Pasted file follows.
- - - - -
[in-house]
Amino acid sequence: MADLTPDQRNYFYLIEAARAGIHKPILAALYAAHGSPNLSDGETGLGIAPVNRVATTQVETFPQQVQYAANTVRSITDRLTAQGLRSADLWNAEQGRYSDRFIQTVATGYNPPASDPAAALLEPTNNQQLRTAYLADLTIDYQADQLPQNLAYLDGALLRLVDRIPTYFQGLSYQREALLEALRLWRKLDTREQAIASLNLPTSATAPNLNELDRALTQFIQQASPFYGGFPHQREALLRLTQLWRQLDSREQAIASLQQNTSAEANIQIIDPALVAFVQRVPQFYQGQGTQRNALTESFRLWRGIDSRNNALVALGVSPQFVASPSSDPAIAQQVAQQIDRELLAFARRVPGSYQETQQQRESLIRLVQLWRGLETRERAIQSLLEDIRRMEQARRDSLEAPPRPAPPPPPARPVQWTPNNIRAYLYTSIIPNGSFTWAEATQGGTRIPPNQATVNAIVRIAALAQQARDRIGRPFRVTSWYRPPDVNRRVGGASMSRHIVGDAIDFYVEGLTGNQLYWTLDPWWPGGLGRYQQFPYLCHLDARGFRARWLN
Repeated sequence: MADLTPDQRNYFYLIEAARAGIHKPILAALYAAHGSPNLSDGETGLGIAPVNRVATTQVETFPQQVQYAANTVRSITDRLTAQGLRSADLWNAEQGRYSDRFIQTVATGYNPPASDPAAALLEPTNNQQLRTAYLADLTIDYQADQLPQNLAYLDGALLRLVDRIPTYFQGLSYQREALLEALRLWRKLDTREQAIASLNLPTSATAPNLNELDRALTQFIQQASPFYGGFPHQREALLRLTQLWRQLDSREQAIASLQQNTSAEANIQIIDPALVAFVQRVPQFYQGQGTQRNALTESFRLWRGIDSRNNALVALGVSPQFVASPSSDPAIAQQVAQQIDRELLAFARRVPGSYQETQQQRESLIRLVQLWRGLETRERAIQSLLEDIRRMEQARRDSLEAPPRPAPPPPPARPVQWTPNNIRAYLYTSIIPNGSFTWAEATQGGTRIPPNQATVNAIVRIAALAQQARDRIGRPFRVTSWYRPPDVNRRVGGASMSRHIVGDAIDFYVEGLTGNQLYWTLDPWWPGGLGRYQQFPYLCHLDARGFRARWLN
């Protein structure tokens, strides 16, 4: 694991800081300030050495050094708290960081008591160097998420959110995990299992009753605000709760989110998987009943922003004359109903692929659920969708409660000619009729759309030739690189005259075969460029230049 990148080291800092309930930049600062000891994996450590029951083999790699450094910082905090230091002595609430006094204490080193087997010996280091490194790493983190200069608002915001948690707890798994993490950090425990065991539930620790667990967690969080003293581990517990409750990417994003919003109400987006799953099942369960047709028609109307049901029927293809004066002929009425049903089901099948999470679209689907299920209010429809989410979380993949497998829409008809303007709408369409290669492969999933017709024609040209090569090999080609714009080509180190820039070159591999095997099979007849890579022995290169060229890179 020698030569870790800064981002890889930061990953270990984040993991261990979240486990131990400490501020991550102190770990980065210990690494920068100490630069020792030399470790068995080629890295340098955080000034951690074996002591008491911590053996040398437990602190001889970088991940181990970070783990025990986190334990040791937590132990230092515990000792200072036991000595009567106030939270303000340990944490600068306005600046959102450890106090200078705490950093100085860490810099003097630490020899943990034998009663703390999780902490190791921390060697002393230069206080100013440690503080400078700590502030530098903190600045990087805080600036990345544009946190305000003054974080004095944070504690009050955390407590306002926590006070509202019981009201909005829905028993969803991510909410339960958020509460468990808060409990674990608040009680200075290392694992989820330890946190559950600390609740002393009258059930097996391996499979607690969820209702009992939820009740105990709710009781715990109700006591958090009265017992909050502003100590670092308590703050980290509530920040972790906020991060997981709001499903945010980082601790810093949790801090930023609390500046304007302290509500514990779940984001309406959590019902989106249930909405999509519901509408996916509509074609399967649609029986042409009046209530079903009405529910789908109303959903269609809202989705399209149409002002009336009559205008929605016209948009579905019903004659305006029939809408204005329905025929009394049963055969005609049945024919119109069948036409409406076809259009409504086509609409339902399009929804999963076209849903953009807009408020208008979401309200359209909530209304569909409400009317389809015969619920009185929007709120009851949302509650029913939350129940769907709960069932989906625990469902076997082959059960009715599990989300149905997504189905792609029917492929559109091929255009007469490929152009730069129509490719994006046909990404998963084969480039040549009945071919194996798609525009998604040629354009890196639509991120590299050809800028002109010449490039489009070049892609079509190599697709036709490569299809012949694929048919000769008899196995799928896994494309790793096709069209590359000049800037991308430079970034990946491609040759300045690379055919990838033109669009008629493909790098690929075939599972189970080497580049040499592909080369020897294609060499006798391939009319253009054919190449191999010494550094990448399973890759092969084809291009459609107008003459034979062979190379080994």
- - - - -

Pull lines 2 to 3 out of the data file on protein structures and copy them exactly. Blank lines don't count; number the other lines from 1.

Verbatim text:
Amino acid sequence: MADLTPDQRNYFYLIEAARAGIHKPILAALYAAHGSPNLSDGETGLGIAPVNRVATTQVETFPQQVQYAANTVRSITDRLTAQGLRSADLWNAEQGRYSDRFIQTVATGYNPPASDPAAALLEPTNNQQLRTAYLADLTIDYQADQLPQNLAYLDGALLRLVDRIPTYFQGLSYQREALLEALRLWRKLDTREQAIASLNLPTSATAPNLNELDRALTQFIQQASPFYGGFPHQREALLRLTQLWRQLDSREQAIASLQQNTSAEANIQIIDPALVAFVQRVPQFYQGQGTQRNALTESFRLWRGIDSRNNALVALGVSPQFVASPSSDPAIAQQVAQQIDRELLAFARRVPGSYQETQQQRESLIRLVQLWRGLETRERAIQSLLEDIRRMEQARRDSLEAPPRPAPPPPPARPVQWTPNNIRAYLYTSIIPNGSFTWAEATQGGTRIPPNQATVNAIVRIAALAQQARDRIGRPFRVTSWYRPPDVNRRVGGASMSRHIVGDAIDFYVEGLTGNQLYWTLDPWWPGGLGRYQQFPYLCHLDARGFRARWLN
Repeated sequence: MADLTPDQRNYFYLIEAARAGIHKPILAALYAAHGSPNLSDGETGLGIAPVNRVATTQVETFPQQVQYAANTVRSITDRLTAQGLRSADLWNAEQGRYSDRFIQTVATGYNPPASDPAAALLEPTNNQQLRTAYLADLTIDYQADQLPQNLAYLDGALLRLVDRIPTYFQGLSYQREALLEALRLWRKLDTREQAIASLNLPTSATAPNLNELDRALTQFIQQASPFYGGFPHQREALLRLTQLWRQLDSREQAIASLQQNTSAEANIQIIDPALVAFVQRVPQFYQGQGTQRNALTESFRLWRGIDSRNNALVALGVSPQFVASPSSDPAIAQQVAQQIDRELLAFARRVPGSYQETQQQRESLIRLVQLWRGLETRERAIQSLLEDIRRMEQARRDSLEAPPRPAPPPPPARPVQWTPNNIRAYLYTSIIPNGSFTWAEATQGGTRIPPNQATVNAIVRIAALAQQARDRIGRPFRVTSWYRPPDVNRRVGGASMSRHIVGDAIDFYVEGLTGNQLYWTLDPWWPGGLGRYQQFPYLCHLDARGFRARWLN